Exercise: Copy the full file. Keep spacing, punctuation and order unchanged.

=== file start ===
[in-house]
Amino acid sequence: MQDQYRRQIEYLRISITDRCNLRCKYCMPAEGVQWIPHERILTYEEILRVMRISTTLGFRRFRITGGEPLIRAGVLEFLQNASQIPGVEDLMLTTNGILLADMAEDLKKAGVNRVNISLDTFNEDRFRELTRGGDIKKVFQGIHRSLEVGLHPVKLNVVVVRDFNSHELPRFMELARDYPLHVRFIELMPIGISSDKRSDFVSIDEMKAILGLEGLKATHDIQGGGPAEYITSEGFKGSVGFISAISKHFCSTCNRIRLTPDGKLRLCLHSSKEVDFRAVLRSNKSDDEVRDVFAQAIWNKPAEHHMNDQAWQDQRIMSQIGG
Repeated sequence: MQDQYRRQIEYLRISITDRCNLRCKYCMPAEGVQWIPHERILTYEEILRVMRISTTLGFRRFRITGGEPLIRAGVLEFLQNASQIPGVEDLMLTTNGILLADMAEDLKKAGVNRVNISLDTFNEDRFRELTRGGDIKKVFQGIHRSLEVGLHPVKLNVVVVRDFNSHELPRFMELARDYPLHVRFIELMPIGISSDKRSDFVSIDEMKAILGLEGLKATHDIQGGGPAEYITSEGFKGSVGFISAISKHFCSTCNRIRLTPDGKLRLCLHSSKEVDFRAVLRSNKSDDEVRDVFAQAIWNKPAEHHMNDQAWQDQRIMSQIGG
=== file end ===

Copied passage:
[in-house]
Amino acid sequence: MQDQYRRQIEYLRISITDRCNLRCKYCMPAEGVQWIPHERILTYEEILRVMRISTTLGFRRFRITGGEPLIRAGVLEFLQNASQIPGVEDLMLTTNGILLADMAEDLKKAGVNRVNISLDTFNEDRFRELTRGGDIKKVFQGIHRSLEVGLHPVKLNVVVVRDFNSHELPRFMELARDYPLHVRFIELMPIGISSDKRSDFVSIDEMKAILGLEGLKATHDIQGGGPAEYITSEGFKGSVGFISAISKHFCSTCNRIRLTPDGKLRLCLHSSKEVDFRAVLRSNKSDDEVRDVFAQAIWNKPAEHHMNDQAWQDQRIMSQIGG
Repeated sequence: MQDQYRRQIEYLRISITDRCNLRCKYCMPAEGVQWIPHERILTYEEILRVMRISTTLGFRRFRITGGEPLIRAGVLEFLQNASQIPGVEDLMLTTNGILLADMAEDLKKAGVNRVNISLDTFNEDRFRELTRGGDIKKVFQGIHRSLEVGLHPVKLNVVVVRDFNSHELPRFMELARDYPLHVRFIELMPIGISSDKRSDFVSIDEMKAILGLEGLKATHDIQGGGPAEYITSEGFKGSVGFISAISKHFCSTCNRIRLTPDGKLRLCLHSSKEVDFRAVLRSNKSDDEVRDVFAQAIWNKPAEHHMNDQAWQDQRIMSQIGG